One of Domaine de la Romanée-Conti’s Finest Vintages Is Heading to Auction
Sotheby’s is more than happy to keep helping wine collectors quench their thirst for Burgundy.
The auction house’s wine division will oversee the sale of a private collection of Domaine de la Romanée-Conti (DRC) in France next week. The 60 lots that on offer include some of the best vintages produced by the domaine, a jewel of the Burgundy region.
Every bottle, case, magnum and methuselah in the collection was purchased upon release by its anonymous owner directly from DRC, according to Sotheby’s. They were then stored completely undisturbed in a temperature- and humidity-controlled warehouse located in continental Europe. The auction house isn’t just taking the seller at their word, either. A team of its wine experts were dispatched to examine the red wine earlier this month.
Of particular note to oenophiles is a case of six bottles of Romanée Conti 1990. The vintage is considered one of the domaine’s finest and it’s rare to see six bottles available at once, according to Barron’s. The case is expected to sell for between $147,000 and $189,000. Another highlight is a methuselah of Romanée St. Vivant 1999. The “almost black” wine has a rich taste and a nose with hints of coffee beans and fruit. It could fetch between $47,000 and $63,000.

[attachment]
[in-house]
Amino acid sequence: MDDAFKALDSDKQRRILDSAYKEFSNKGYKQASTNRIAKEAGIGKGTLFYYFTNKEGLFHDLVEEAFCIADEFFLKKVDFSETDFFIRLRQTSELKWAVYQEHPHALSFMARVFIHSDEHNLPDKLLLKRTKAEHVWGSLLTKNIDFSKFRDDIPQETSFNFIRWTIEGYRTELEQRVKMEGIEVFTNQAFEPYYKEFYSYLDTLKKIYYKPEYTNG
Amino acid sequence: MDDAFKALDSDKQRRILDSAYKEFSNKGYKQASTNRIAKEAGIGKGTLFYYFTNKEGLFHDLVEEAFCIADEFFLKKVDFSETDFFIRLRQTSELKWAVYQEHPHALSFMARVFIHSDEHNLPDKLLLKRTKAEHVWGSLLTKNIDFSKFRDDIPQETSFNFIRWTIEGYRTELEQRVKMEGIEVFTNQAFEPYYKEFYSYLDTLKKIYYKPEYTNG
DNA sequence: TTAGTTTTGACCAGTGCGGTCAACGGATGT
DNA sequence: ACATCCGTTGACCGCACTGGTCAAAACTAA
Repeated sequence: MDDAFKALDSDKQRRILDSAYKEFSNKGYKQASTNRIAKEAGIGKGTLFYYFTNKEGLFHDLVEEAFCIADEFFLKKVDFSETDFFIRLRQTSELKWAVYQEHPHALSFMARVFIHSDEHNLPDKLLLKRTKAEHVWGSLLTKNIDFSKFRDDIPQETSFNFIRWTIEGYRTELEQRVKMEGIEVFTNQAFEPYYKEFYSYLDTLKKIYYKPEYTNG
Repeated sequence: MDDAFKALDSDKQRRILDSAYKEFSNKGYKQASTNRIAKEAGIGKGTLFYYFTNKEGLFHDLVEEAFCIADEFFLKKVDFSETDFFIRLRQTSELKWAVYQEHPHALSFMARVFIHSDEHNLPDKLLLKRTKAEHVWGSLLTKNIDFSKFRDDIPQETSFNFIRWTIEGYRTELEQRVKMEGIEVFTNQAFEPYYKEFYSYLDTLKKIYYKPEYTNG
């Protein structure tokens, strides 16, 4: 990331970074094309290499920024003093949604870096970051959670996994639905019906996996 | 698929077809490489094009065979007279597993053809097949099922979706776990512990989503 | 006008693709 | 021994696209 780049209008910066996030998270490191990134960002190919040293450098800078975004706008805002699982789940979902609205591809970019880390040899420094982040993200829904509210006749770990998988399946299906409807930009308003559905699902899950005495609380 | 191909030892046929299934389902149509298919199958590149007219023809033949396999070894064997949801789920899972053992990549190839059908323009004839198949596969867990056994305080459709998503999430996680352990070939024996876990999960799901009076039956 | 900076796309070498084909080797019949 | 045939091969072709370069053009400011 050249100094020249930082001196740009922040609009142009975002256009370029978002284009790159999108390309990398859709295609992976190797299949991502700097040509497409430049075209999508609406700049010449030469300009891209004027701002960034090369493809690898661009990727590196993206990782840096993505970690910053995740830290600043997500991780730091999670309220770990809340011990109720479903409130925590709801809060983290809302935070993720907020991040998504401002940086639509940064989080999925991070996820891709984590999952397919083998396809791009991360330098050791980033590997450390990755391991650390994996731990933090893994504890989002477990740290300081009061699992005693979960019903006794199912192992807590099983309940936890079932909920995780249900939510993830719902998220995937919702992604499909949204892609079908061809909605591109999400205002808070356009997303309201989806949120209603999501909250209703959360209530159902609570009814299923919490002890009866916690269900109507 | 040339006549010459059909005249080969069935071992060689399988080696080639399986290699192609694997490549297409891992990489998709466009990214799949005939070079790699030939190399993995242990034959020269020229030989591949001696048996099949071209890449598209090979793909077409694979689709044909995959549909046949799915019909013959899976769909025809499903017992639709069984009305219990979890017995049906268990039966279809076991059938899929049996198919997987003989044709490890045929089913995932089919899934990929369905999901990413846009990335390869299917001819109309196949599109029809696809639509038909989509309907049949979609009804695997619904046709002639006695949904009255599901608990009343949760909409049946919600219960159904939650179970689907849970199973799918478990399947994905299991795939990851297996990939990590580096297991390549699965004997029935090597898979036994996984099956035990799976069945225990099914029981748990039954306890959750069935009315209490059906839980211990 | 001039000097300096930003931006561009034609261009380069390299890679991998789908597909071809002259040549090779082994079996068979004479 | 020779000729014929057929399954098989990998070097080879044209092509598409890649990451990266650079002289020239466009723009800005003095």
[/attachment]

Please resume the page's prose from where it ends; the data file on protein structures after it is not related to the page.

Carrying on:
“This historic Domaine has, happily for us all, benefited from ownership of the highest reputation,” Serena Suctliffe MW, the honorary chairman of Sotheby’s Wine, said in a statement. “The vintages in this sale cover the period when co-owner Aubert de Villaine was presiding over this astounding terroir and his meticulous care and attention to detail have marked the array of crus and years we are now offering.”
The entire collection will hit the block on June 30. The 60 lots are expected to bring in a total between $1.26 million and $1.68 million. Don’t be surprised if that figure ends up being more. Last November, another sale of DRC, which was Sotheby’s first wine auction held in France, fetched $1.5 million, which was nearly twice the low estimate and 50 percent more than the high.
Source: Robb Report